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Apra to Kobe

12 days with Silversea   Rating: Deluxe

Itinerary
Click for Dates and Prices
Day 1 Apra, Guam
Guam is blessed with spectacular natural beauty and a rich cultural history. Apra Harbor is a deep-water port located on the western side of the island. The island is part of the Mariana Islands and near the Mariana Trench, which is the deepest part of the earth’s oceans, and the deepest location of the earth itself. The port serves both as a U.S. naval station and Guam’s main commercial port. The harbour, formed by the Orote Peninsula to the south and Cabras Island in the north, is considered to be one of the best natural ports in the Pacific. Guam’s unique culture, traditions and heritage have remained intact despite European imperialism, wars and changing foreign governments. Archaeological evidence suggests that the indigenous Chamorros of Indo-Malayan descent migrated from the Southeast Asian islands and settled throughout the Marianas archipelago. Being expert seamen and skilled craftsmen, they flourished and built unique houses and canoes suited to the region. As a matriarchal society and through the prestige of the women, much of the Chamorro culture and traditions were able to survive. Since the 16th century, a wave of foreigners have arrived on Guam’s shores, including Ferdinand Magellan in 1521 who remained on the island for three days to restock his small convoy. Americans, Asians, Europeans, Micronesians and other visitors have since left their imprint on the island’s pastimes and tastes.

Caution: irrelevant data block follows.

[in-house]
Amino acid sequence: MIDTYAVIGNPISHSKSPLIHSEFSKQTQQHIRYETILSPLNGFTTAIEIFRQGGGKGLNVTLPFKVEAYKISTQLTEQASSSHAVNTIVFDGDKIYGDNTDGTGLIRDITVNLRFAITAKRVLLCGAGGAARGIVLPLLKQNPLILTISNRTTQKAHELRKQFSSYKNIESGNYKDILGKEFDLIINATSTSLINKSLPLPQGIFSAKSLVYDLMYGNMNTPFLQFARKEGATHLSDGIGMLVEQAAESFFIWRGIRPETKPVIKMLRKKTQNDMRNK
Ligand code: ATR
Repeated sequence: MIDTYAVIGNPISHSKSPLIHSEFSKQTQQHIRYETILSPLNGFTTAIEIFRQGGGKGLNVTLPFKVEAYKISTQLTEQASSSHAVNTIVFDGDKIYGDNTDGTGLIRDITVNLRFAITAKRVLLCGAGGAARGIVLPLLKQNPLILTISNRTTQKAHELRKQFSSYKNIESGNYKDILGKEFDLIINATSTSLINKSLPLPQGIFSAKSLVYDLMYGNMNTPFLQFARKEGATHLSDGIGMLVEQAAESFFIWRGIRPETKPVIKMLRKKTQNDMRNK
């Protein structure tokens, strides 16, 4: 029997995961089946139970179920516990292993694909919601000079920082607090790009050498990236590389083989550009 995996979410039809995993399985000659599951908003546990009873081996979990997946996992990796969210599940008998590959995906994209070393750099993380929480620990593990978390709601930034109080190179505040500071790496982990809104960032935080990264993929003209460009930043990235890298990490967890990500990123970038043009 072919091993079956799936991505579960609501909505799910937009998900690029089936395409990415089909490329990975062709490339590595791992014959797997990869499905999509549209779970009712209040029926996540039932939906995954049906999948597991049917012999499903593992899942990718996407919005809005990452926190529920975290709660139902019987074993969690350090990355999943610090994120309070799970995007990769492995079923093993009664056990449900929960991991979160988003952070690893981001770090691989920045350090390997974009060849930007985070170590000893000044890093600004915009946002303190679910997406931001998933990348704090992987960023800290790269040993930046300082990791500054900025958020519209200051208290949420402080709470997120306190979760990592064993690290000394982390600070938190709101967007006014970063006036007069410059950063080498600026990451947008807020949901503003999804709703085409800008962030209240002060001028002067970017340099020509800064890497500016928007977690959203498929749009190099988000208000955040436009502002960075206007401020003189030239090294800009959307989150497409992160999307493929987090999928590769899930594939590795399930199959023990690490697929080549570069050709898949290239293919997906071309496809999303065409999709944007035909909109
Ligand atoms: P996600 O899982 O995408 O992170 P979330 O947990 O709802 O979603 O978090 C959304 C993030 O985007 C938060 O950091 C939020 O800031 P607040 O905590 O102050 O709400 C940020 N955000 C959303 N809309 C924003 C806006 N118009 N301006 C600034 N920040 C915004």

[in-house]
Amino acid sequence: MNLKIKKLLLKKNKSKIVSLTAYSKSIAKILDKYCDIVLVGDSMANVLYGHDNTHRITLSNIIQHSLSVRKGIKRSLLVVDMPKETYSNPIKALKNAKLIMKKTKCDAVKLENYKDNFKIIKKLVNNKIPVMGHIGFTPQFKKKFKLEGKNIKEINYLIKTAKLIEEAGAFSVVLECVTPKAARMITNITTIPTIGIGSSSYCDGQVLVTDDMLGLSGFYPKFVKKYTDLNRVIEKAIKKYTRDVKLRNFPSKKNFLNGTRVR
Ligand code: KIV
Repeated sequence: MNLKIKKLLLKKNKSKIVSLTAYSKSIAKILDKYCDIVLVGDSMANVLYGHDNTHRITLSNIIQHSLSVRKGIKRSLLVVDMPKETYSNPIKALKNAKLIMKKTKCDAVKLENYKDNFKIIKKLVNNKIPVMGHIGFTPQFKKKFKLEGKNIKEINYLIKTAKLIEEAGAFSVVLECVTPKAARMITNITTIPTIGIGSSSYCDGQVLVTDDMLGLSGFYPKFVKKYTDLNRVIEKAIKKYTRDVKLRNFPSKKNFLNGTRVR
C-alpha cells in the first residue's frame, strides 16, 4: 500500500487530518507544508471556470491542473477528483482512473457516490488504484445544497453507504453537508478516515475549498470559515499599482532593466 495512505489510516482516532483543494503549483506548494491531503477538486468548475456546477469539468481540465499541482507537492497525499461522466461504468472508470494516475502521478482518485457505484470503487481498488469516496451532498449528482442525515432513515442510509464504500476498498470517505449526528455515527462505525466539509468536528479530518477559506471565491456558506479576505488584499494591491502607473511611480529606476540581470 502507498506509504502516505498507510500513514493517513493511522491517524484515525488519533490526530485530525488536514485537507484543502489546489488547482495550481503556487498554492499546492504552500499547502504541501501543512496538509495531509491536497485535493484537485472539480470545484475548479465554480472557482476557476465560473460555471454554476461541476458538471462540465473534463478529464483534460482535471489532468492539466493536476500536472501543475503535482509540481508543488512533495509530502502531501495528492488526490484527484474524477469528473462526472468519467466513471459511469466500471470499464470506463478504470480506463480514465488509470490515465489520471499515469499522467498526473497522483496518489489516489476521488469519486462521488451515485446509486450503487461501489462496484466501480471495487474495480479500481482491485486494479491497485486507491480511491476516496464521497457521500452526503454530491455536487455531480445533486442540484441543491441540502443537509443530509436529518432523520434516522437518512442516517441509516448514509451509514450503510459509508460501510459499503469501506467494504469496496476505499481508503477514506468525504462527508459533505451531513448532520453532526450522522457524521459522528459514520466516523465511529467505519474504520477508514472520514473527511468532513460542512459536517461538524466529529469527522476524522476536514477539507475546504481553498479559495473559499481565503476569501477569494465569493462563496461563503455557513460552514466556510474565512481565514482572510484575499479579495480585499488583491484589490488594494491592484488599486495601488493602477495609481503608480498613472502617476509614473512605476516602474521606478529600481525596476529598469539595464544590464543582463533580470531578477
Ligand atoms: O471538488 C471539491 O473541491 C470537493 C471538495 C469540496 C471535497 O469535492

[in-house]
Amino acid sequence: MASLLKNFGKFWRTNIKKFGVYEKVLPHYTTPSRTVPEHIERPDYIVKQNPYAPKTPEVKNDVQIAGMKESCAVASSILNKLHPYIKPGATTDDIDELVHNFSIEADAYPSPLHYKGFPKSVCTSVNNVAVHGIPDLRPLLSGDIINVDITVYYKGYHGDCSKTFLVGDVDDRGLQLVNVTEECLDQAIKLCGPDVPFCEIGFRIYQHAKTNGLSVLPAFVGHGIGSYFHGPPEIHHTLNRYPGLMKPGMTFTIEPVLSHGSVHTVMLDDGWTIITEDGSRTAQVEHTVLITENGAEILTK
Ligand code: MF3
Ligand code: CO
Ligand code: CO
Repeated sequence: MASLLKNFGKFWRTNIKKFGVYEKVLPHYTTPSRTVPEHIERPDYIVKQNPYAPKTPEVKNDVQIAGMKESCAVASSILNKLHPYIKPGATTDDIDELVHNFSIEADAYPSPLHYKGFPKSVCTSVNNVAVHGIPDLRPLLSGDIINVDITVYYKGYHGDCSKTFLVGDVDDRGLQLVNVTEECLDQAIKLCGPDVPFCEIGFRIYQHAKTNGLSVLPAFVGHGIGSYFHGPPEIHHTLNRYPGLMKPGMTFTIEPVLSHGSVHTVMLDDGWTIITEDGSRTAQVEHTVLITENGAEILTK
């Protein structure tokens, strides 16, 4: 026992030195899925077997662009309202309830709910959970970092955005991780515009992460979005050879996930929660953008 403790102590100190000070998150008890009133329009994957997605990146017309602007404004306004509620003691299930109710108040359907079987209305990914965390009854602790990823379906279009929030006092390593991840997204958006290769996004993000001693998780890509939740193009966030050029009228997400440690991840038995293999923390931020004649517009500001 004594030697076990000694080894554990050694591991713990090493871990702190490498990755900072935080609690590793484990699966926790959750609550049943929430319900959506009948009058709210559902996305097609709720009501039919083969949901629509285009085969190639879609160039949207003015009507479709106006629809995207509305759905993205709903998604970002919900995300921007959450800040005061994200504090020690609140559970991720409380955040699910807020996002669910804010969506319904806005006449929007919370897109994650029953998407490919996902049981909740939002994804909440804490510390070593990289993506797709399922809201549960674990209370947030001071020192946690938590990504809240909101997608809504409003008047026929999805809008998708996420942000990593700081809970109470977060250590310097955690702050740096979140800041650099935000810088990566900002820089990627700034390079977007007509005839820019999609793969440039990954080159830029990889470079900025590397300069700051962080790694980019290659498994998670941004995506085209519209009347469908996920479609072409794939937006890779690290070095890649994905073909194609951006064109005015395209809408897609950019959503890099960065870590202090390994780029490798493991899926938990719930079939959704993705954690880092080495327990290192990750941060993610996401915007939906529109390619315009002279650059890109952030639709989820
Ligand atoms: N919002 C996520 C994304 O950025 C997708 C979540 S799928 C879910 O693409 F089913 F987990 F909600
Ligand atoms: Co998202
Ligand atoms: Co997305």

Day 2 Saipan, Northern Mariana Islands